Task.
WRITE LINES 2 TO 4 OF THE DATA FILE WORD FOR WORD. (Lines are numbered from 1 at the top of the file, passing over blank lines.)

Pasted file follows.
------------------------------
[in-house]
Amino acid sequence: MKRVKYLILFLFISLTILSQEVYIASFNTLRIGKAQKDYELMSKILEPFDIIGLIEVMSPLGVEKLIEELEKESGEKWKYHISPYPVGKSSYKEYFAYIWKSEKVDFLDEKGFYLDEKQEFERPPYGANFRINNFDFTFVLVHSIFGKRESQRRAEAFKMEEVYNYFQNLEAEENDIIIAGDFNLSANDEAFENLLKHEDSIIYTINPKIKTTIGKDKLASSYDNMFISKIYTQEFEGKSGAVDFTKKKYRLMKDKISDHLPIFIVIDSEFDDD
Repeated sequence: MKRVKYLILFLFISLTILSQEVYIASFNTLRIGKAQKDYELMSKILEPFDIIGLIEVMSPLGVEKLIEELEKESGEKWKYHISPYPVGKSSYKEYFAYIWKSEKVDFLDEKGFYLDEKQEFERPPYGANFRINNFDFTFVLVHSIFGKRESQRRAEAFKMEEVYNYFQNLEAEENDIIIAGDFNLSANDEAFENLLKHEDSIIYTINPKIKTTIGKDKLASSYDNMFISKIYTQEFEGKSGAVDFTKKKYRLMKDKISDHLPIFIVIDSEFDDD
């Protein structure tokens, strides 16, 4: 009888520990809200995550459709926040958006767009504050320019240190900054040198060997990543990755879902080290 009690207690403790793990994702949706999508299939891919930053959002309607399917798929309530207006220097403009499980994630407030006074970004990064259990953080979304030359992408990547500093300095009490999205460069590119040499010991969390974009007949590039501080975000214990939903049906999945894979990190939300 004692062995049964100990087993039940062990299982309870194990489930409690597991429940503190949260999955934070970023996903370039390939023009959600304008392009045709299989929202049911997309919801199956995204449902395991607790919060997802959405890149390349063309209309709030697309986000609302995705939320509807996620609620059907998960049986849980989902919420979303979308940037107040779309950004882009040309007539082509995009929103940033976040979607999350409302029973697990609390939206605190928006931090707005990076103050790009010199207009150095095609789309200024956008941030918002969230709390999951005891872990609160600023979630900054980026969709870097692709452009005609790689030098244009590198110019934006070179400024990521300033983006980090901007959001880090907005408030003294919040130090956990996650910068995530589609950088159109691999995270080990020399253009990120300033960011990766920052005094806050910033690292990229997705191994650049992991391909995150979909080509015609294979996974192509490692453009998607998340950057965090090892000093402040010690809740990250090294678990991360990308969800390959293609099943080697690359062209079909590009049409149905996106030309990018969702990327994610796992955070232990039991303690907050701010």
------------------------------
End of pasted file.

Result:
Amino acid sequence: MKRVKYLILFLFISLTILSQEVYIASFNTLRIGKAQKDYELMSKILEPFDIIGLIEVMSPLGVEKLIEELEKESGEKWKYHISPYPVGKSSYKEYFAYIWKSEKVDFLDEKGFYLDEKQEFERPPYGANFRINNFDFTFVLVHSIFGKRESQRRAEAFKMEEVYNYFQNLEAEENDIIIAGDFNLSANDEAFENLLKHEDSIIYTINPKIKTTIGKDKLASSYDNMFISKIYTQEFEGKSGAVDFTKKKYRLMKDKISDHLPIFIVIDSEFDDD
Repeated sequence: MKRVKYLILFLFISLTILSQEVYIASFNTLRIGKAQKDYELMSKILEPFDIIGLIEVMSPLGVEKLIEELEKESGEKWKYHISPYPVGKSSYKEYFAYIWKSEKVDFLDEKGFYLDEKQEFERPPYGANFRINNFDFTFVLVHSIFGKRESQRRAEAFKMEEVYNYFQNLEAEENDIIIAGDFNLSANDEAFENLLKHEDSIIYTINPKIKTTIGKDKLASSYDNMFISKIYTQEFEGKSGAVDFTKKKYRLMKDKISDHLPIFIVIDSEFDDD
């Protein structure tokens, strides 16, 4: 009888520990809200995550459709926040958006767009504050320019240190900054040198060997990543990755879902080290 009690207690403790793990994702949706999508299939891919930053959002309607399917798929309530207006220097403009499980994630407030006074970004990064259990953080979304030359992408990547500093300095009490999205460069590119040499010991969390974009007949590039501080975000214990939903049906999945894979990190939300 004692062995049964100990087993039940062990299982309870194990489930409690597991429940503190949260999955934070970023996903370039390939023009959600304008392009045709299989929202049911997309919801199956995204449902395991607790919060997802959405890149390349063309209309709030697309986000609302995705939320509807996620609620059907998960049986849980989902919420979303979308940037107040779309950004882009040309007539082509995009929103940033976040979607999350409302029973697990609390939206605190928006931090707005990076103050790009010199207009150095095609789309200024956008941030918002969230709390999951005891872990609160600023979630900054980026969709870097692709452009005609790689030098244009590198110019934006070179400024990521300033983006980090901007959001880090907005408030003294919040130090956990996650910068995530589609950088159109691999995270080990020399253009990120300033960011990766920052005094806050910033690292990229997705191994650049992991391909995150979909080509015609294979996974192509490692453009998607998340950057965090090892000093402040010690809740990250090294678990991360990308969800390959293609099943080697690359062209079909590009049409149905996106030309990018969702990327994610796992955070232990039991303690907050701010």